Home improvement outpaces housing industry

While residential construction is still years away from full recovery following a nationwide recession, the U.S. home improvement industry has fared much better. According to a report from the Joint Center for Housing Studies of Harvard University.

A number of factors contributed to the strengthening home improvements market, including more people improving their homes rather than trading up, federal and state stimulus programs encouraging energy-efficient upgrades, and a response in the rental market to spruce up properties.

In addition, an improving economy means more discretionary funds for home improvement. Between 2011 and 2013, funds spent on home improvement rose by almost $6 billion, and it was the first increase since 2007.

The spending was disproportionately larger in the nation's top 50 remodeling markets, accounting for almost 60 percent of all improvement spending.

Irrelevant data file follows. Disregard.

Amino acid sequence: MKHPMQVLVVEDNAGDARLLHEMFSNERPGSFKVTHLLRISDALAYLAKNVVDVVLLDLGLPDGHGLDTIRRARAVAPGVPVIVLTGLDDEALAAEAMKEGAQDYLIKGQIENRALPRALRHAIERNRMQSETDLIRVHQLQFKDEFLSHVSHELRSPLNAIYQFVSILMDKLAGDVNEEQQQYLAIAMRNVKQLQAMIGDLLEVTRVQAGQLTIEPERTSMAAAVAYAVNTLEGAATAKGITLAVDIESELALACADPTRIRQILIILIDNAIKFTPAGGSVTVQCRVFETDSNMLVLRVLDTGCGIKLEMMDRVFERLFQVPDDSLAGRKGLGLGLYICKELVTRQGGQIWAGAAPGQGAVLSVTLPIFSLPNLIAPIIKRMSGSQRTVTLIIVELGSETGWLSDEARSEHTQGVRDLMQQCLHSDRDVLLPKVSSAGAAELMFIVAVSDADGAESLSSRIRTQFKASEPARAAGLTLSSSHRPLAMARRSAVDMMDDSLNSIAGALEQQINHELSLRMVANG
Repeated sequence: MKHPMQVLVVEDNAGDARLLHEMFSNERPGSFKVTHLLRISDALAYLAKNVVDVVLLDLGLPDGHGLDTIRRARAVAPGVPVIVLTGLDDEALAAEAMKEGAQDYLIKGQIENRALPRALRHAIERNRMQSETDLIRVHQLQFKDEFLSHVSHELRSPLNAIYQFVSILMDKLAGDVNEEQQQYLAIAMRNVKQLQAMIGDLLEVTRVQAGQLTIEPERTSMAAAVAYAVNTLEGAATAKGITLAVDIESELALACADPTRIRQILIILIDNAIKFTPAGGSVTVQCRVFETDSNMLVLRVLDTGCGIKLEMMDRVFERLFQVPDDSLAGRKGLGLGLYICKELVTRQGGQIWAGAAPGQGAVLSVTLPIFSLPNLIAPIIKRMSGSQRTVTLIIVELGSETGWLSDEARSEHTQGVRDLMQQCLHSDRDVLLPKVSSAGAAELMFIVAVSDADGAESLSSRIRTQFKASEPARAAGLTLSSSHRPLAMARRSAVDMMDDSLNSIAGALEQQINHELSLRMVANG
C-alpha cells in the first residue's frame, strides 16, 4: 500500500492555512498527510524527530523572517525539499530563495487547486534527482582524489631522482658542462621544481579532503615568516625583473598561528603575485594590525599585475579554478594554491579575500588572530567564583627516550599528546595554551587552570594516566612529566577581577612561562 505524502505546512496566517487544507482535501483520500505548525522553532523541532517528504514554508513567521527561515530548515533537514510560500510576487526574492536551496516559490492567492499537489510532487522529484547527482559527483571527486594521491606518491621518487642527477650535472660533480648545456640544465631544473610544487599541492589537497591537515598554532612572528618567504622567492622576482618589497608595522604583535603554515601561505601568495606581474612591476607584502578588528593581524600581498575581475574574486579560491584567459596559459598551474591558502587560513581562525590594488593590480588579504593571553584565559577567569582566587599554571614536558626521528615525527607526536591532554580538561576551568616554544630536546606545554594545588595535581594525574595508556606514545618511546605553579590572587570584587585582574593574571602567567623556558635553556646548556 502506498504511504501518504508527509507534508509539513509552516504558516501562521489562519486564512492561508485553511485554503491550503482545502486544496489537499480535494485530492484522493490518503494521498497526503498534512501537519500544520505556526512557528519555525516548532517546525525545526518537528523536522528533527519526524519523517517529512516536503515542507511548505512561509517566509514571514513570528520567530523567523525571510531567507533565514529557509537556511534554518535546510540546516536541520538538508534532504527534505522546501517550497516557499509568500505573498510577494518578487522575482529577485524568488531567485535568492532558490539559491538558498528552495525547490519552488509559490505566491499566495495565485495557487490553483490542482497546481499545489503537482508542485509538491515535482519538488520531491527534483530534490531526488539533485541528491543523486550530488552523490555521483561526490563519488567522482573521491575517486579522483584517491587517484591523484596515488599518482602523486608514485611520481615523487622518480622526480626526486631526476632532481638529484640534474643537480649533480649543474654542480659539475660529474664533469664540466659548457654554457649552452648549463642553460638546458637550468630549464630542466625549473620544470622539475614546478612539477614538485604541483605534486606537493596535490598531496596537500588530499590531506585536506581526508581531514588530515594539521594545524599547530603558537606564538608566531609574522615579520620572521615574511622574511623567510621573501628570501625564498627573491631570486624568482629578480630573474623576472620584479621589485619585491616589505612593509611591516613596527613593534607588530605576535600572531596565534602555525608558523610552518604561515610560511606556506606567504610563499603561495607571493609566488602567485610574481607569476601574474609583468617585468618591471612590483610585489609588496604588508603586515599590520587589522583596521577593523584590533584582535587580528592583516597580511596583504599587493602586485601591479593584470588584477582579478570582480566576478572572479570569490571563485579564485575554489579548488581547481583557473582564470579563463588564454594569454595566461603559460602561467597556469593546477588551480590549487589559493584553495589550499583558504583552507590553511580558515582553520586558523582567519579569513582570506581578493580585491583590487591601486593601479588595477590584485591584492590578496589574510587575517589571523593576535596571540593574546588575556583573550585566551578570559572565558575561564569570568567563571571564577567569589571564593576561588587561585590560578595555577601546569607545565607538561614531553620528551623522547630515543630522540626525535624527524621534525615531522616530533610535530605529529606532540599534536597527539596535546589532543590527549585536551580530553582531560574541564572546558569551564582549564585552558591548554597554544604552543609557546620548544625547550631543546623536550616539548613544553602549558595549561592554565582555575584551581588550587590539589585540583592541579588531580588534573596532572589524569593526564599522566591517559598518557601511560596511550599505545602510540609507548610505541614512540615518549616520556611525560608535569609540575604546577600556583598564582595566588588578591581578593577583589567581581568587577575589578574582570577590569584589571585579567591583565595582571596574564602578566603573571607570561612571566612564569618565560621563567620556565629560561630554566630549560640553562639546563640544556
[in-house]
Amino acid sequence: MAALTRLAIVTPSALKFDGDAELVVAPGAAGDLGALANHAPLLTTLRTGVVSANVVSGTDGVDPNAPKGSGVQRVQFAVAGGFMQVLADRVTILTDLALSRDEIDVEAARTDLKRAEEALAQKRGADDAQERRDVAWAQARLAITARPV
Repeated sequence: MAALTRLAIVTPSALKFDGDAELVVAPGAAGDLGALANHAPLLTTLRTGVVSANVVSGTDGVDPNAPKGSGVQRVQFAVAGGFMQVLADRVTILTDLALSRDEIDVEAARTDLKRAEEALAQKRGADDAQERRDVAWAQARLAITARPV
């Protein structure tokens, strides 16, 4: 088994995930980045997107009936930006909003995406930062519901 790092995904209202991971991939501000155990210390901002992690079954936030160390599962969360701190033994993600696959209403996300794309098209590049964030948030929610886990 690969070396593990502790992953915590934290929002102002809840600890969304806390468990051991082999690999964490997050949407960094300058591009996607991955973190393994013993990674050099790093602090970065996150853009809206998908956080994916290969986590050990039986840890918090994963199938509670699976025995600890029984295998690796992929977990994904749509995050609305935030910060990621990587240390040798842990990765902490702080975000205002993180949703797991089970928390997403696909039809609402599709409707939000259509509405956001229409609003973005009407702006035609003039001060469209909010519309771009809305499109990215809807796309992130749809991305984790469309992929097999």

"After years of declining revenue and high failure rates, the home improvement industry is, to some extent, reinventing itself," said Kermit Baker, director of the Remodeling Futures Program at the Joint Center. "The industry is finding new ways to address emerging growth markets and rebuild its workforce to better serve an evolving customer base."

Looking ahead, millennials are the key to remodeling. Their presence in the rental market has already lifted spending in the segment and will continue to spend for decades to come. Baby boomers are also contributing to the industry as they remodel homes so that they can remain safely in them as they age.

Several home improvement retailers are already preparing for what they believe will be a positive spring and summer in 2015. For example, Lowe's has announced they will hire 30,000 seasonal employees to help with the rush. This is about 5,000 more workers than in 2014, which shows optimism that a recovery in the housing market will spur more home improvement projects.

And according to Moody's Investors Service, U.S. retail sales are expected to rise 5 percent in 2015, due in large part to home improvement, drug stores and auto dealers. In fact, Moody's named Home Depot (NYSE:HD) as one of its fastest-growing retailers.

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